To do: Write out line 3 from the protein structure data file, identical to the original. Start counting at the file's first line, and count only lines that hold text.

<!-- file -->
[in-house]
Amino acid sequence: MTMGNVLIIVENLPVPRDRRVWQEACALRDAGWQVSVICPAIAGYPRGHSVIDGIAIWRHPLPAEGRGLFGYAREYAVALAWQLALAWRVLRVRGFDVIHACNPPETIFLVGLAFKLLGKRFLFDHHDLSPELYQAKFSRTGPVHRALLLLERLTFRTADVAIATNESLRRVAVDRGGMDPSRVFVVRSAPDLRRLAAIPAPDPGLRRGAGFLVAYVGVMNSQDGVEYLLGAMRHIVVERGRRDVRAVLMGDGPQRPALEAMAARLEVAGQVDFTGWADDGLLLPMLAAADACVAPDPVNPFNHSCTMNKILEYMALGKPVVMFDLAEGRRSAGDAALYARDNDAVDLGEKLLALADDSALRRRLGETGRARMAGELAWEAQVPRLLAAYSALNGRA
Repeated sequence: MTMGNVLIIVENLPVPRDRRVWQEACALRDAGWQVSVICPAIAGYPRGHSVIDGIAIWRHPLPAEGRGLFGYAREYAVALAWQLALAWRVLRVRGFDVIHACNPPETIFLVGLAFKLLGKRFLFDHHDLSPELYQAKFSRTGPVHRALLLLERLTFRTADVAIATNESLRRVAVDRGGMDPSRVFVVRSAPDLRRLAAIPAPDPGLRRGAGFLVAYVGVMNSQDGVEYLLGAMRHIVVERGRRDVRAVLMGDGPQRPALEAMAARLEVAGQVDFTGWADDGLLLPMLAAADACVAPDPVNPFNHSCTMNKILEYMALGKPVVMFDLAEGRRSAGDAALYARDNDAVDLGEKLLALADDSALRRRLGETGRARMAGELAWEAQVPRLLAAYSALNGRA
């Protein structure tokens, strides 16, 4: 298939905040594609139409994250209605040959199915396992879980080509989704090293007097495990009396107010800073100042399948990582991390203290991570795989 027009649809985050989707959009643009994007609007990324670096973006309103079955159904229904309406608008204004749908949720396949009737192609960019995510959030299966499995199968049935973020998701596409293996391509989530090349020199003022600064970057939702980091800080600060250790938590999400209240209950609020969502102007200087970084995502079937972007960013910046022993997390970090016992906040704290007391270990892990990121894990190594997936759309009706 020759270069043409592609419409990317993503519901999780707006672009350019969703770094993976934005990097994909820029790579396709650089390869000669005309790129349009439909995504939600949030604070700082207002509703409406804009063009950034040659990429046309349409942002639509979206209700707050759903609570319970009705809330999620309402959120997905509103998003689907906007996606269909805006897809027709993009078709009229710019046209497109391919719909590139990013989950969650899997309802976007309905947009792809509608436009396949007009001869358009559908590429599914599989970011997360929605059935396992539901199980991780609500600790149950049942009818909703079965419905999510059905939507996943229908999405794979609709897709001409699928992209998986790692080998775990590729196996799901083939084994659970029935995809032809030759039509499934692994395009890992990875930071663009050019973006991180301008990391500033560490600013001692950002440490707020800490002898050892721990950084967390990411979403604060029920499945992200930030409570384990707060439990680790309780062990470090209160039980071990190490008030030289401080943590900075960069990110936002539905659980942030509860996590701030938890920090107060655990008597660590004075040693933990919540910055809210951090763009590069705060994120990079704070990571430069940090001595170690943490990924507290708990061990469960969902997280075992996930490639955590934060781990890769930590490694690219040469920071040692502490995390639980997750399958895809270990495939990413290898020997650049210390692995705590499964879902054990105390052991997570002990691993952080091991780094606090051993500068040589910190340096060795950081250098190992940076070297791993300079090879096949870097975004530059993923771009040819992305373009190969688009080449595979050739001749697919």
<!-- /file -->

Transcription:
Repeated sequence: MTMGNVLIIVENLPVPRDRRVWQEACALRDAGWQVSVICPAIAGYPRGHSVIDGIAIWRHPLPAEGRGLFGYAREYAVALAWQLALAWRVLRVRGFDVIHACNPPETIFLVGLAFKLLGKRFLFDHHDLSPELYQAKFSRTGPVHRALLLLERLTFRTADVAIATNESLRRVAVDRGGMDPSRVFVVRSAPDLRRLAAIPAPDPGLRRGAGFLVAYVGVMNSQDGVEYLLGAMRHIVVERGRRDVRAVLMGDGPQRPALEAMAARLEVAGQVDFTGWADDGLLLPMLAAADACVAPDPVNPFNHSCTMNKILEYMALGKPVVMFDLAEGRRSAGDAALYARDNDAVDLGEKLLALADDSALRRRLGETGRARMAGELAWEAQVPRLLAAYSALNGRA